American singer-songwriter Juliana Hatfield has accumulated a huge number of different musical experiences throughout her intense career, and she has achieved a relevant reputation in many different genres of music: from the alt rock she used to play with the Blake Babies to the power pop of The Lemonheads, passing through the indie rock she did with Some Girls. Therefore, every new release from Hatfield brings with it a moderate curiosity about the style and the influences that we will find in the record. Last year I had some perplexity in front of her solo album “Juliana Hatfield Sings Olivia Newton-John (contrarily to the average reviews of the official critics): it seemed to me that the LP was lacking the capacity to communicate genuine emotions to those who were not familiar with the discography of the Aussie singer. This year Hatfield is back with a new LP called Weird, and I feel that the new album is definitely stronger and more effective than the previous one.
From a musical point of view, Weird oscillates between a sparkling and catchy rock and roll and a mainstream-oriented indie pop. It’s thus difficult to classify Hatfield’s new album into one single category: the style of her music today is truly the expression of an artist that has matured her own way to write and play, and she does it with extreme confidence. At the same time, it’s worth to remember that with her new LP Juliana Hatfield has now arrived at the seventeenth studio album of her career, and this number includes only her solo works. At every new release, she has the opportunity to take the best from all that she learned during such a valuable journey into music.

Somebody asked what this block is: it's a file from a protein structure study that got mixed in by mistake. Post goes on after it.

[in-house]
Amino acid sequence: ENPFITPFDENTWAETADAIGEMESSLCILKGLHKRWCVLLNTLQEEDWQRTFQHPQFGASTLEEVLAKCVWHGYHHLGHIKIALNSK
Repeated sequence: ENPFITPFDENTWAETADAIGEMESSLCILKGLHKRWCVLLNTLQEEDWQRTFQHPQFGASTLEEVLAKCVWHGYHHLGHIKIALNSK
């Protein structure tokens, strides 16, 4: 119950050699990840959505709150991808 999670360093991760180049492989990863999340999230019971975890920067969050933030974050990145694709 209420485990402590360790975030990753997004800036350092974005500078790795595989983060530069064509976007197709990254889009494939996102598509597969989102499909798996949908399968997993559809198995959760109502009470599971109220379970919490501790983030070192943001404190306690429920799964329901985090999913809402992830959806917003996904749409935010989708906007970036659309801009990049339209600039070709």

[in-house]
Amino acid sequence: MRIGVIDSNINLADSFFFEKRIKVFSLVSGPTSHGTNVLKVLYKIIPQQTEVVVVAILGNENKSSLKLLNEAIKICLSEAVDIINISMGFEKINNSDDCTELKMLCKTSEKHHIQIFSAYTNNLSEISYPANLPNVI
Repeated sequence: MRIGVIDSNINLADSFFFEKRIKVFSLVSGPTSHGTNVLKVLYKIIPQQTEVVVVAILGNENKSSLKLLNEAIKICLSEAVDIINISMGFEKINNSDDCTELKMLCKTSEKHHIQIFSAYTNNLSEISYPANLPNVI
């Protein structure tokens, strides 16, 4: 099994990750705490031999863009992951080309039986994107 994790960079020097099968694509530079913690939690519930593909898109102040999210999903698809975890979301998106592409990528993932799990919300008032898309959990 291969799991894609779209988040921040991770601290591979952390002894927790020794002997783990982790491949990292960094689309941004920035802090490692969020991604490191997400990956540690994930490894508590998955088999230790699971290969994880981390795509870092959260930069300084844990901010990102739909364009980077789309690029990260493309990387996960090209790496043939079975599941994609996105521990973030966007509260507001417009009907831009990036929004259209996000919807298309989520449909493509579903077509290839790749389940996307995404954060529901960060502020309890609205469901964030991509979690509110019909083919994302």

Sonically speaking, most of the tracks of Weird are built upon the basic combination of a clean electric guitar and Hatfield’s voice, with the rhytmic section that has the only role of keeping the pace of the song. The result is a sequence of melodic, cheerful and absolutely engaging ballads which still maintain an “indie” feeling.
One thing that I liked very much about the LP is that sense of freshness and immediacy of the songs. Weird seems to have been composed through a spontaneous and natural process, and we get the feeling that Hatfield experienced a moment of significant creative impulse when conceiving the record, as if the songs came out from her mind with relative ease. Despite the intimate and sometime pessimistic lyrics, the overall mood of the LP is substantially cheerful and positive, and you can enjoy its songs in many different moments of your day.
If I should give a rating to the album, I would go for a 7/10.
The album can be streamed on Spotify.
My favorite songs of the record are: Staying In (which is the opening track and maybe the strongest song of the LP), It’s so Weird, and Paid to Lie.
Juliana Hatfield’s song Staying In is now featured in CREST OF WAVES, “the Softer Side of Music”. Check it out and follow it, the playlist is continuously updated.